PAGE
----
“Strange Fits of Passion” is a gently humorous debut film for Australian writer/director Elise McCredie and the first leading role for Michela Noonan. The film was nominated for several awards back home in Australia and deserving of the attention of American audiences accustomed to the broader touches of a Paul Hogan.
What distinguishes “Strange Fits of Passion” are its tenderness, the real compassion underlying the humor and (strange in today’s cinema) its portrait of young sexual awakening from the point of view of a woman (one wonders why this has not been done more often).
Noonan’s character, unnamed and referred to simply as the Everywomanish “She,” is confused, uncertain, vulnerable, neither victim nor Uberfrau. Waifish, short-haired and cute, she seems anything but sexy, habitually hidden in a grey shapeless Salvation Army coat. She lives in a room in some sort of Melbourne commune where all her companions–male and female, straight and gay–look to be laughingly, passionately enjoying beer and sex. Everyone else has a name, including the avuncular owner of the bookshop where She works and reads Romantic poetry (hence the Wordsworth line for the film’s title), fantasizing about losing her innocence in the Grand Manner.
The excellent Noonan is on-screen continually and we see more or less through her eyes, though we are granted a certain distance (and knowledge) that allows for greater depth. We do realize, for instance, that these others in her world are certainly no more attractive than she is, nor in many cases any more secure. They are not what meets the eye, as Noonan’s eyes wonderfully express.
Pursuing her ideal of Francis, a bookshop customer who would steal a book–“Excuse me, would you like to take whatever is in your pants out?” she asks him–She goes through a string of theories and brief semi-adventures with people who turn out unsatisfactory, as misguided and confused as herself: a Latin unlover who tags his furnishings in Spanish for his language students, a big and big-hearted lady who adopts foreign children and boxes of food for refugees, a wannabe poet, and even a carrot. As her voice-over thoughts reveal, She reacts instinctively, with emotions rather than reasoning. “Oh, my God! I’m gay and the world is full of women!” She exclaims at one point. But invariably, She winds up cuddling on the shoulder of one true friend, the philosophic gay Jimmy who works in a Subway sandwich shop and is played just right by Mitchell Butell.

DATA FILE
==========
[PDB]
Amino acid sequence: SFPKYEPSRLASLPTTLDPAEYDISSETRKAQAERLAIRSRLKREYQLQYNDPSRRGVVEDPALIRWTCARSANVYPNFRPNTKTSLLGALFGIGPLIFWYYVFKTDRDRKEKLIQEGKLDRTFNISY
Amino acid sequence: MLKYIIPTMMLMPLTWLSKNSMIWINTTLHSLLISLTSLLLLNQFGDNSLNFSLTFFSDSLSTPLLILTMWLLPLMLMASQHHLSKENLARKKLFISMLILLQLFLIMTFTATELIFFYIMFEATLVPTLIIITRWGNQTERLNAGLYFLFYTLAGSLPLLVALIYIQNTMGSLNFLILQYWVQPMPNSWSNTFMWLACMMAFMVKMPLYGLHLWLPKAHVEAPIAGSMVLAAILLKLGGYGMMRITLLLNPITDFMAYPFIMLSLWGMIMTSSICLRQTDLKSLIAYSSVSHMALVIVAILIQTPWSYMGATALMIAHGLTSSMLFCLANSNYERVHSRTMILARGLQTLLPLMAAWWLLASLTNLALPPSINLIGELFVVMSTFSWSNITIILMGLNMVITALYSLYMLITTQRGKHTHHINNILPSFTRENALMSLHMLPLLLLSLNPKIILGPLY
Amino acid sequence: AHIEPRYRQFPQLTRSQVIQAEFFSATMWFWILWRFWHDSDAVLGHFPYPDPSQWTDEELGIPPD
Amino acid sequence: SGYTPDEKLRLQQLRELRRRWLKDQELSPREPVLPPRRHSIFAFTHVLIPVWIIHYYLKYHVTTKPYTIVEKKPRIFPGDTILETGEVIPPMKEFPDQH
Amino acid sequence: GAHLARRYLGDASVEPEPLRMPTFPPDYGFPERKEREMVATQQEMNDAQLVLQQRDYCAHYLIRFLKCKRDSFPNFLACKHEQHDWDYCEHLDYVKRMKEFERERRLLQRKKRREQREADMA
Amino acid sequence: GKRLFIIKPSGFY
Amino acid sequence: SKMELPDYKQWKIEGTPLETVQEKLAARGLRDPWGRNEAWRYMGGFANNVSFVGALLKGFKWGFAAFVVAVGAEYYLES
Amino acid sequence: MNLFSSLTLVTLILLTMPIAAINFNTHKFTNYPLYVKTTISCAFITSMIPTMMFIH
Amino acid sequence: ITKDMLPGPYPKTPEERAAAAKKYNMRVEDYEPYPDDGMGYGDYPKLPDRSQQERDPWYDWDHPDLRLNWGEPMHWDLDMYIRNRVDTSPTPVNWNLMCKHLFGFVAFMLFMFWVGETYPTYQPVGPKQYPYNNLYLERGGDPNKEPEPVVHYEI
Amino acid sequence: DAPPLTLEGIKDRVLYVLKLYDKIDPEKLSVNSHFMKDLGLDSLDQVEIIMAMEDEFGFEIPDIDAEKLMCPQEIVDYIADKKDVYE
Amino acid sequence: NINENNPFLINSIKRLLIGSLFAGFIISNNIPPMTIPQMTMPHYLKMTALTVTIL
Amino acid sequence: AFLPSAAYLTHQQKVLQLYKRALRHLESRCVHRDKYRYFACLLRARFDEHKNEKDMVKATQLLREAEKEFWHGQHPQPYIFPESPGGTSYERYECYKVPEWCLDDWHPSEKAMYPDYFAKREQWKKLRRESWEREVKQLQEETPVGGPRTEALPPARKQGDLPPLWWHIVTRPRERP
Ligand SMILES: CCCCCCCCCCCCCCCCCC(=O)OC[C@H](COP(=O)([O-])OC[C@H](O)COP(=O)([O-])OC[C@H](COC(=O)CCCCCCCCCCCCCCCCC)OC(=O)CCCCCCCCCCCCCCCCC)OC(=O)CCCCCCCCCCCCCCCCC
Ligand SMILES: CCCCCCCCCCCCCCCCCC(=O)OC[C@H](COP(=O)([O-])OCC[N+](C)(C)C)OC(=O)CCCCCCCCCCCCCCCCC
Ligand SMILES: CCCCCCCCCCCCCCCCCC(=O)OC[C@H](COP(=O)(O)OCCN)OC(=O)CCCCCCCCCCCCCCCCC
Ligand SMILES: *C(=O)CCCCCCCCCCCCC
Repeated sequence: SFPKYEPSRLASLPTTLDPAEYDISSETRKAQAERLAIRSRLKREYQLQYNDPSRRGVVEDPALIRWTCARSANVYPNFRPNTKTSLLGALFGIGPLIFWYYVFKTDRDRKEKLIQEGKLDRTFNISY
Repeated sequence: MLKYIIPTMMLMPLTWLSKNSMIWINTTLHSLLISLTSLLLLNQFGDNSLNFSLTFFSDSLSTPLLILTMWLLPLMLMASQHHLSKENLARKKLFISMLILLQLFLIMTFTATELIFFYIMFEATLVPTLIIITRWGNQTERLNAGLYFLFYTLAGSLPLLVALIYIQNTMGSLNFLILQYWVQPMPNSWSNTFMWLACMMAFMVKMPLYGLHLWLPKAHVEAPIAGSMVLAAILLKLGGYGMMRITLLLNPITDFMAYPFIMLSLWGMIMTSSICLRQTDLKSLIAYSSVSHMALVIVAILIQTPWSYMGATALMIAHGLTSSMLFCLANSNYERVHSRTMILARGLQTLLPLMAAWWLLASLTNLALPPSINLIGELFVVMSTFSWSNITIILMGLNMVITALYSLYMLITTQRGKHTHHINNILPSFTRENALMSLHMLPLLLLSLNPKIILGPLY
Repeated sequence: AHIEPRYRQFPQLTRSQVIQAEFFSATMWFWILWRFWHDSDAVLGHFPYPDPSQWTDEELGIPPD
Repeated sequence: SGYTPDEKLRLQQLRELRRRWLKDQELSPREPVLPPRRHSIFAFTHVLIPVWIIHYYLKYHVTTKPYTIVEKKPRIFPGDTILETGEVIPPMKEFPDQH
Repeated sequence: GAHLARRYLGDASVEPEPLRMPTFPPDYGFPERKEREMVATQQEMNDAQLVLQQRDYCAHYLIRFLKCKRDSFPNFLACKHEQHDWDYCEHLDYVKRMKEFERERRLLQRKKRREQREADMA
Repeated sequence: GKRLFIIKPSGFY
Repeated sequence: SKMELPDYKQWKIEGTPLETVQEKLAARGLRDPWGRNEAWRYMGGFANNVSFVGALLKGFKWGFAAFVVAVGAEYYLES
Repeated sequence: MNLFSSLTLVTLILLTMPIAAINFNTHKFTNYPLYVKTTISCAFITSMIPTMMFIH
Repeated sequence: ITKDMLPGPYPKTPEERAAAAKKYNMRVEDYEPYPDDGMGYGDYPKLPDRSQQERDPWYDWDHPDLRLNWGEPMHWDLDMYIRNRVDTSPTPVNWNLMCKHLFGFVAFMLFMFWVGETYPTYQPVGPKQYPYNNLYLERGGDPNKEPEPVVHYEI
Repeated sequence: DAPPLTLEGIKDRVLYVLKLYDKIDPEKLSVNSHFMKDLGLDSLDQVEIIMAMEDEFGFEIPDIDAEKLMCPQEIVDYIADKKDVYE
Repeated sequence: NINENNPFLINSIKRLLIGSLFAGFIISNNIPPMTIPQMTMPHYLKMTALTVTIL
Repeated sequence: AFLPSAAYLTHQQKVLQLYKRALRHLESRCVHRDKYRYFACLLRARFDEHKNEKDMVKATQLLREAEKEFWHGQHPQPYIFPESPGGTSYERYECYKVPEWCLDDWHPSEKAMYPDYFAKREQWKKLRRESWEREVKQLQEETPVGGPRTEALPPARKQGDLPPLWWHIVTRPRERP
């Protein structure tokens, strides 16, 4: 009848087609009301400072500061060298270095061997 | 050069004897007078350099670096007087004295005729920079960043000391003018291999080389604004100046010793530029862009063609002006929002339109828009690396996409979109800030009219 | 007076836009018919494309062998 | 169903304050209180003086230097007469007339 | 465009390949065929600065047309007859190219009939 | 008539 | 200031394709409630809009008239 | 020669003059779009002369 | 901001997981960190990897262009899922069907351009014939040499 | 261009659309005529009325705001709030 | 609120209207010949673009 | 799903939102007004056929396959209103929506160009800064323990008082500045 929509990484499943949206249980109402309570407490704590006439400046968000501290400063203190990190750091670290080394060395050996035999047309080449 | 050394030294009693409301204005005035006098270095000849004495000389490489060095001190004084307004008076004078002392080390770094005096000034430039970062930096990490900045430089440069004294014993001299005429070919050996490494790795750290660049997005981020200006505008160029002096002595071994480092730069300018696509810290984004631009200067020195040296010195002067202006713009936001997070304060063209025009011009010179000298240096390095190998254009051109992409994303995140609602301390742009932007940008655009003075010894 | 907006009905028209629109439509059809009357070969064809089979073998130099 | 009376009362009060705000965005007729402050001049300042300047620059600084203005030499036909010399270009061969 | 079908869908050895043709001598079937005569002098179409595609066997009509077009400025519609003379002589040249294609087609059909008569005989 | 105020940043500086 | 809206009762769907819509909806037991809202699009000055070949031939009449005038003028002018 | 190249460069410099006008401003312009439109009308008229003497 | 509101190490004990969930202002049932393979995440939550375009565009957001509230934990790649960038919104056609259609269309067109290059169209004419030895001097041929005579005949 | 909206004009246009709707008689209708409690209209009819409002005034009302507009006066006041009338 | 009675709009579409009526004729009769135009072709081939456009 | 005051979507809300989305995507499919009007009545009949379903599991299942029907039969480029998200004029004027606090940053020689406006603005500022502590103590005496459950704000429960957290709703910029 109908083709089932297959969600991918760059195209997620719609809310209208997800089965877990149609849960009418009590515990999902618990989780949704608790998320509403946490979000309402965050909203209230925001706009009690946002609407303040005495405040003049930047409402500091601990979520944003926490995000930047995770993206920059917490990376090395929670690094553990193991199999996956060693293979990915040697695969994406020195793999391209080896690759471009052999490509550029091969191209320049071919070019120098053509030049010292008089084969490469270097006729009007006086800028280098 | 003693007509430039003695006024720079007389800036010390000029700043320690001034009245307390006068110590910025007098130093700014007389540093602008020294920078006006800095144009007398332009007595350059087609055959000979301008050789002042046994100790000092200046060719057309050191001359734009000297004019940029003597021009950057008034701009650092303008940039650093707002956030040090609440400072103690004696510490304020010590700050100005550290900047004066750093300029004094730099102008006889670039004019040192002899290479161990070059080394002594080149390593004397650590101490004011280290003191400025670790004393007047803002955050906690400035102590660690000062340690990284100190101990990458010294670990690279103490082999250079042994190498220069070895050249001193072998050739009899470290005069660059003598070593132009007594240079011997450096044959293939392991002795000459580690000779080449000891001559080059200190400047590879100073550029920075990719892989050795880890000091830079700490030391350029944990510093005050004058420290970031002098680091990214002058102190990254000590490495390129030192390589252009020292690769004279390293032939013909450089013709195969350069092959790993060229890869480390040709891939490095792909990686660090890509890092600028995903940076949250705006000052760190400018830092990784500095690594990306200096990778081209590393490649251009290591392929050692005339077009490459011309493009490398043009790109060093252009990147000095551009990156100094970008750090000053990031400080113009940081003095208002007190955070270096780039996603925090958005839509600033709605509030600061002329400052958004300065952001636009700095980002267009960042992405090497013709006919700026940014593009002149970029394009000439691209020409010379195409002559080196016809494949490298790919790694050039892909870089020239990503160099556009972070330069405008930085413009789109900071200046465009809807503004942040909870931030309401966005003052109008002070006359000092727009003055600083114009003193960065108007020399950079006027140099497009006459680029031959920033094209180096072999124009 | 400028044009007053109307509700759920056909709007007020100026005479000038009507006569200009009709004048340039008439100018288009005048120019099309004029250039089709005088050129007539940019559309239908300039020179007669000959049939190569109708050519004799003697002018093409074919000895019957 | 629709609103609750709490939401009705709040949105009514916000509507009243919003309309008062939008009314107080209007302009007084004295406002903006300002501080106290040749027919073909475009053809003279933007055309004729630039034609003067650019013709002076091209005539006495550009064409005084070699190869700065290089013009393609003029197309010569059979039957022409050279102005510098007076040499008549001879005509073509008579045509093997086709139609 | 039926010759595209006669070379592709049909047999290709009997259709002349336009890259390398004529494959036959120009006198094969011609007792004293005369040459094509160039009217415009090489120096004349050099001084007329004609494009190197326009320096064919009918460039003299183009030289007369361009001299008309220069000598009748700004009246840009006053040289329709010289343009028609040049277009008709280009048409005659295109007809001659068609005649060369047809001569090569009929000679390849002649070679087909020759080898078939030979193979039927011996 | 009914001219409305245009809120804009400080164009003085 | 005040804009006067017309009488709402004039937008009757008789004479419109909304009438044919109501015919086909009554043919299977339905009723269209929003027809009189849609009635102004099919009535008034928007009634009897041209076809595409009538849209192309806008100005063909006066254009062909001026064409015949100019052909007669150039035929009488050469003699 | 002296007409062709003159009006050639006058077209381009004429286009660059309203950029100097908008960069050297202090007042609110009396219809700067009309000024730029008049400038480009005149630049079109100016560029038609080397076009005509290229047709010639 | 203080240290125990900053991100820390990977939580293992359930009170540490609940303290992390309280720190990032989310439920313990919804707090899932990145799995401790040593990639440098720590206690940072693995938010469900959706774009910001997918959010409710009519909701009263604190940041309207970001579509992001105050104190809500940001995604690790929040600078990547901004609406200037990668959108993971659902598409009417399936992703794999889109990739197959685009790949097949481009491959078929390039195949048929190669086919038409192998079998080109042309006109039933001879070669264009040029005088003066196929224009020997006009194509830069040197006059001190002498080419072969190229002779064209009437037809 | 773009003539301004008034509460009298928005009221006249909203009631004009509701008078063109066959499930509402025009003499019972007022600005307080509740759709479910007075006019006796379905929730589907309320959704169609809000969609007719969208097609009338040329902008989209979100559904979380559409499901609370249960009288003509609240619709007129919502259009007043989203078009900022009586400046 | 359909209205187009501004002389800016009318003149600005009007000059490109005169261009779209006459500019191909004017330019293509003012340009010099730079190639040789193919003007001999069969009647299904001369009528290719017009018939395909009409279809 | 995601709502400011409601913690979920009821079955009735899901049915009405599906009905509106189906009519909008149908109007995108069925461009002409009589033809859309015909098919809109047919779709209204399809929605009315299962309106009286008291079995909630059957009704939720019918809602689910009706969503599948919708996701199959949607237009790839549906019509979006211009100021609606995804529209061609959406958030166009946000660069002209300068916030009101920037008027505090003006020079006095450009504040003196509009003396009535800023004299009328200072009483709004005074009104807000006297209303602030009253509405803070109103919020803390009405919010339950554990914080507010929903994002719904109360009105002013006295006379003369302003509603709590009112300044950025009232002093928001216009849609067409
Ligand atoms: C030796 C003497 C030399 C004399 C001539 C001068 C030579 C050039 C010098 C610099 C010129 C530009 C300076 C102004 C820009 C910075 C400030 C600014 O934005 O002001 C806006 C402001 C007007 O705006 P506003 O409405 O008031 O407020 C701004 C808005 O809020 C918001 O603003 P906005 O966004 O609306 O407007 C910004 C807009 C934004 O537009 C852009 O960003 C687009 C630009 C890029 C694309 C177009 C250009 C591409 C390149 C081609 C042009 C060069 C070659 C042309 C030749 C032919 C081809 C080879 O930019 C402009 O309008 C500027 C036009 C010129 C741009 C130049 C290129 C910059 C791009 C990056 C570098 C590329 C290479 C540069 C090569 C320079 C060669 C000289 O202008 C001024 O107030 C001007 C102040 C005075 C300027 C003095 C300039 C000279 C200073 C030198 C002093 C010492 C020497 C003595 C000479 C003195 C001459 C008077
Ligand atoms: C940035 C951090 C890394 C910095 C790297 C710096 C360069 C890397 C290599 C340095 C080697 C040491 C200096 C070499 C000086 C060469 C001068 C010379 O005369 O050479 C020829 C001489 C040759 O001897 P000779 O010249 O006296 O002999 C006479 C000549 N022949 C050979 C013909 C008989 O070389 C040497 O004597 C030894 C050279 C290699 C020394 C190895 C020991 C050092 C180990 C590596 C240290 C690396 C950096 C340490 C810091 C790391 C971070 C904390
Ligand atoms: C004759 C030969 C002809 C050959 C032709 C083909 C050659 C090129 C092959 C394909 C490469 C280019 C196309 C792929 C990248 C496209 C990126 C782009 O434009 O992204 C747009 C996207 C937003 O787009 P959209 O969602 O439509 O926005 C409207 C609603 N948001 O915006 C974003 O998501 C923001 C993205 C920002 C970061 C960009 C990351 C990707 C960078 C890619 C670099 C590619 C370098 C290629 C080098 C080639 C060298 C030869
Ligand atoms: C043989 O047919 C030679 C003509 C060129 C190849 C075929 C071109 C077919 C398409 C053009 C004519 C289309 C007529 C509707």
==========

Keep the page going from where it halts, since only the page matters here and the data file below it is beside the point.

Amid the girl’s often surrealistic dreams, her vision of love and experience that may not really exist, it is Jimmy’s voice and advice that anchor calm reality and picture love as not an arbitrary flame but a consciously chosen fidelity that requires empathy and compassion. Jimmy’s tragedy, and the warm relationship between these two lead characters, will bring the girl, desperately seeking Susan or Sam or whatever, to a final wry acceptance of life as it is and of herself as she can be.
The framing opening- and closing-scene Melbourne mud puddle dries up, feet cross it, and the readiness for love and life is all. No need to overplay things: virginity is only a balloon, soon gone; a risk taken, a rejection or acceptance, is not the end of the world. Disguised or not, egos are fragile. This unpresuming film says a number of things, says them well, and is worth a good look.